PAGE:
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Author: Subject: Ways to scrub Hydrogen Sulphide?
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[*] posted on 21-3-2018 at 18:08
Ways to scrub Hydrogen Sulphide?


What would you use in a scrubber system to take care of hydrogen sulphide?

Edit by Texium: Fixed typo in title

[Edited on 3-22-2018 by Texium (zts16)]
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[*] posted on 21-3-2018 at 20:10


Whatever strong base you have laying around should work to catch it as a salt. Bleach will help oxidize it to something less odoriferous. I used copper sulfate once in an attempt to double-wammy to sulfuric acid (the formed copper sulfide looked like copper metal). The difficult part is to ensure lots of surface area between the gas an the liquid.



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[*] posted on 22-3-2018 at 00:27


NaOH would turn it into useful Na2S
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[*] posted on 22-3-2018 at 00:43


In the industry there are scrubbers based on iron oxide/hydroxide. H2S reacts with the iron to form iron sulfide which is then oxidized with air to form elemental sulfur.



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[*] posted on 22-3-2018 at 02:51


Iron oxide I think is used because it is absurdly cheap. However I don't think the kinetics are good for detoxifying a stream of air you will be releasing, unless it is very finely ground.

I think NaOH is good. If unavailable consider perhaps a solution of zinc acetate and sodium acetate? Pennies IIRC dissolve in vinegar.




[Edited on 04-20-1969 by clearly_not_atara]
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[*] posted on 22-3-2018 at 04:50


Use friendly deodorizing hydrogen peroxide:

H2O2 + H2S --> 2 H2O + S (c)

Not as cheap as chlorine bleach (NaOCl), mentioned above, but at least not adding odors!

Using Cl2 gas (not dried) may offer good mixing properties, if you don't mind compounding toxic gases!

Cl2 + H2S --> 2 HCl + S

A safe lower cost solution but slower, pass H2S mixed in air into a soluble ferrous or cuprous salt (or even better, a cupric and a ferrous, introducing a redox couple equilibrium, Fe(ll)+Cu(ll)=Fe(lll)+Cu(l)) like citrate or ascorbate (sunlight may help recycle some of the these transition metal ions). Electrochemical reaction:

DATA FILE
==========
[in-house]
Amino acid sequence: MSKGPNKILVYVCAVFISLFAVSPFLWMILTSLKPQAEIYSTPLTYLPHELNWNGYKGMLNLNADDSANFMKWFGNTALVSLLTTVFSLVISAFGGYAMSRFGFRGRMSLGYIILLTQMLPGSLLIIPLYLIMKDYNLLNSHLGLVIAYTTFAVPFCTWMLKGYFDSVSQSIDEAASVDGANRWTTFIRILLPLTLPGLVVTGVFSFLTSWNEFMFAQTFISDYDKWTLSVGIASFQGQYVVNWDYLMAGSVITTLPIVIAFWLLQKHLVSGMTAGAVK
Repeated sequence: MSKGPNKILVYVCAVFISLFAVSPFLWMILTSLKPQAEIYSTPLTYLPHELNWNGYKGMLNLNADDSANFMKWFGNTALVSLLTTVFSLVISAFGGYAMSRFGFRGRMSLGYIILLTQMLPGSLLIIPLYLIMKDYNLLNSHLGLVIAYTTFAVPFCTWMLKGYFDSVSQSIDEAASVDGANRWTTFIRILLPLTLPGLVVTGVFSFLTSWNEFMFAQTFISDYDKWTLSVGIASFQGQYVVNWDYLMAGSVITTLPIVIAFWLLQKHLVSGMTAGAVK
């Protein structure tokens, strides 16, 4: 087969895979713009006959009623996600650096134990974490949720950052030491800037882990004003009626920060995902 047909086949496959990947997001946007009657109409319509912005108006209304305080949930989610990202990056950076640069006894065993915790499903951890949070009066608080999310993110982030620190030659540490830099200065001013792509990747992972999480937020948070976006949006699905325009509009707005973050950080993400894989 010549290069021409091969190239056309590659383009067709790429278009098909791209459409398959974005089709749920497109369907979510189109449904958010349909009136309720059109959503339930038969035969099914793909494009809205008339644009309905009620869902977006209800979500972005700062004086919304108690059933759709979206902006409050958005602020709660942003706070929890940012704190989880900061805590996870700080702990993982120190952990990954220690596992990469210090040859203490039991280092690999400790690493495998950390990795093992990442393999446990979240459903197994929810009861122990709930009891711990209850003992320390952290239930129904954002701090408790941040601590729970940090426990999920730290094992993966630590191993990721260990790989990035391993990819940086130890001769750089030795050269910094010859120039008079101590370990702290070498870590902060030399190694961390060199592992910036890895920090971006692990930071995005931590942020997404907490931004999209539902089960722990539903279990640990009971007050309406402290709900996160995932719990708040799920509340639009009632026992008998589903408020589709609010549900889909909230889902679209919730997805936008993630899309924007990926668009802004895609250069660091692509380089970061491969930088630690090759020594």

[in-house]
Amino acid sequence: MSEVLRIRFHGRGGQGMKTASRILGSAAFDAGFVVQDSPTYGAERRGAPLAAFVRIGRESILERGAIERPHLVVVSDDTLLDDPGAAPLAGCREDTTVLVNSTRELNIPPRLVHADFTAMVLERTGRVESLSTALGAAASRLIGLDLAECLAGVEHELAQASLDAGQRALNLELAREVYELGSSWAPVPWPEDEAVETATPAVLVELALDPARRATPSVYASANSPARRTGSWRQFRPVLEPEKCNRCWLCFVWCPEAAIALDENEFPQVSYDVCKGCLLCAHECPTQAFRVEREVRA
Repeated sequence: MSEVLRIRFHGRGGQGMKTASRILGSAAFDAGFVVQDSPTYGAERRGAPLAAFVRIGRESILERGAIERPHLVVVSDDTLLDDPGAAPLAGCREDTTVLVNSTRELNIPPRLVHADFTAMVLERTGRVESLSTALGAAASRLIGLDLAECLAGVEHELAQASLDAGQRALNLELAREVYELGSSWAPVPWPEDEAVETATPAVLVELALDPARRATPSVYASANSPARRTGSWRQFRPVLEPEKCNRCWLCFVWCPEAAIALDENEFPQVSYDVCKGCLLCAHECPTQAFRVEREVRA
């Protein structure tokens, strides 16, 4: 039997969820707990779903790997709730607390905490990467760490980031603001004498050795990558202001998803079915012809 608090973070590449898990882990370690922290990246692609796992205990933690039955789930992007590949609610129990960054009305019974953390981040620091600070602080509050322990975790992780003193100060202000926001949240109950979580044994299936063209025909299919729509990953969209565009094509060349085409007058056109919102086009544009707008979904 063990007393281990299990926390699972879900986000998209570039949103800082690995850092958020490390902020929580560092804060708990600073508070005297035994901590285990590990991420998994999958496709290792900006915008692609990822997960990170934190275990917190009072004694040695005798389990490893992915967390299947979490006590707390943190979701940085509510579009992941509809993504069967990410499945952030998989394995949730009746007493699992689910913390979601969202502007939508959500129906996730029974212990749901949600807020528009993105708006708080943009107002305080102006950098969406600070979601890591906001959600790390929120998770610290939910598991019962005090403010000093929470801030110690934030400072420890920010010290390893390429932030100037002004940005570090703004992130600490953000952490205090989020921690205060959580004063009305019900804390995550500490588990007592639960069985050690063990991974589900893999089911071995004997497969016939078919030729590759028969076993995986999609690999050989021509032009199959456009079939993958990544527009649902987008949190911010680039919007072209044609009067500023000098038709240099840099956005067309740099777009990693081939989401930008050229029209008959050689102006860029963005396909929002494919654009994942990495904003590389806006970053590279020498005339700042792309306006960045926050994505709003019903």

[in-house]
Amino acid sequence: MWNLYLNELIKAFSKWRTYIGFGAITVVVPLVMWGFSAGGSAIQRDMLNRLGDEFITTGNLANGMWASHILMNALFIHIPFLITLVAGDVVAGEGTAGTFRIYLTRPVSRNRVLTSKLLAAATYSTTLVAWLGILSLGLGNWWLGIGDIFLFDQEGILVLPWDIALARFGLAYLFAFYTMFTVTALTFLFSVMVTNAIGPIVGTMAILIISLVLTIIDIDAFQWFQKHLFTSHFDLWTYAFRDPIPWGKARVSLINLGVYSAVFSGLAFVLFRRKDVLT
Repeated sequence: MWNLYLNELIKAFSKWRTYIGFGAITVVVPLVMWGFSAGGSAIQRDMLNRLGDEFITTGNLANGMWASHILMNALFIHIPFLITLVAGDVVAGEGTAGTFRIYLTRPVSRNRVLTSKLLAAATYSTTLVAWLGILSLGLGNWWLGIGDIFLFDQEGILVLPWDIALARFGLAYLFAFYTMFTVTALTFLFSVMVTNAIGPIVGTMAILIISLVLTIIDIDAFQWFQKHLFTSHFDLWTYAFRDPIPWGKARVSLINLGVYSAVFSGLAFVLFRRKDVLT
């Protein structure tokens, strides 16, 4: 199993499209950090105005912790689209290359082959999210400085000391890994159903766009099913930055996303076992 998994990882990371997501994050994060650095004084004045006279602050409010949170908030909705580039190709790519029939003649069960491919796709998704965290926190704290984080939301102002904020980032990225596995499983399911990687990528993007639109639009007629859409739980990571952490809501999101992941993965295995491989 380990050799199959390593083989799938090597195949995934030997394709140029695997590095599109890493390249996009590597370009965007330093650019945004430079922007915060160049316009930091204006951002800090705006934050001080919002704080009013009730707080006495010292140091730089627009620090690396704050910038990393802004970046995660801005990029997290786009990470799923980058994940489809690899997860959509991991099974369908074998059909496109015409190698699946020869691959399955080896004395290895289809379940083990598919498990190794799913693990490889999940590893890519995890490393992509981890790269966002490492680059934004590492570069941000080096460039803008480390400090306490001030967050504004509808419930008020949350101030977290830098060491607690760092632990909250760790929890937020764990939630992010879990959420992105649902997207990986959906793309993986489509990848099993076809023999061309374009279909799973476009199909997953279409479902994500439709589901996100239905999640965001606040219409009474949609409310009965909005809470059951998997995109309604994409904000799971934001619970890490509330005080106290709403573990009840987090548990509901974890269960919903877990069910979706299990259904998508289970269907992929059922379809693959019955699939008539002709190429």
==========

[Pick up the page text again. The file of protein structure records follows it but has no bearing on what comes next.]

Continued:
Cu(l) + O2 + 2 H+ --> Cu(ll)(OH)2

Variation of the above, replace ferrous with fine metallic powdered iron in the presence of some acid (like citric acid).

Or, just use a suspension of CaCO3 or another cheap aqueous carbonate:

Na2CO3 (aq) + H2S --> NaHCO3 + NaHS

[Edited on 22-3-2018 by AJKOER]
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[*] posted on 22-3-2018 at 08:41


Thanks guys for the replies it has given me alot to think about, some are very tempting but i need to think of the end goal...

Chlorine sounds great but defeats the purpose. The gas is being scrubbed from a bio methane reactor. Its a long long story.
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[*] posted on 22-3-2018 at 10:04


I found the iron oxide method while researching biogas, so it should be proven technology. Something like sodium hydroxide would be simpler to set up, and should also scrub out CO2. It will however be consumed, so you will need to change solution regularly. The iron oxide process needs a regeneration cycle, but should last much longer.



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[*] posted on 22-3-2018 at 10:16


I need the CO2, so thats not an issue. Although as a backstop its a good plan, i would likely go with ultrasonic mist of Sodium Carbonate rather than Hydroxide for CO2.

I really appreciate the help, this is my third attempt at the form filling and my last chance to get this thing taken seriously.
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[*] posted on 22-3-2018 at 11:02


Found a paper, "Caustic-scrubber-designs-for-h2s-removal-from-refinery-gas-streams" at http://www.trimeric.com/assets/caustic-scrubber-designs-for-...
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[*] posted on 22-3-2018 at 11:26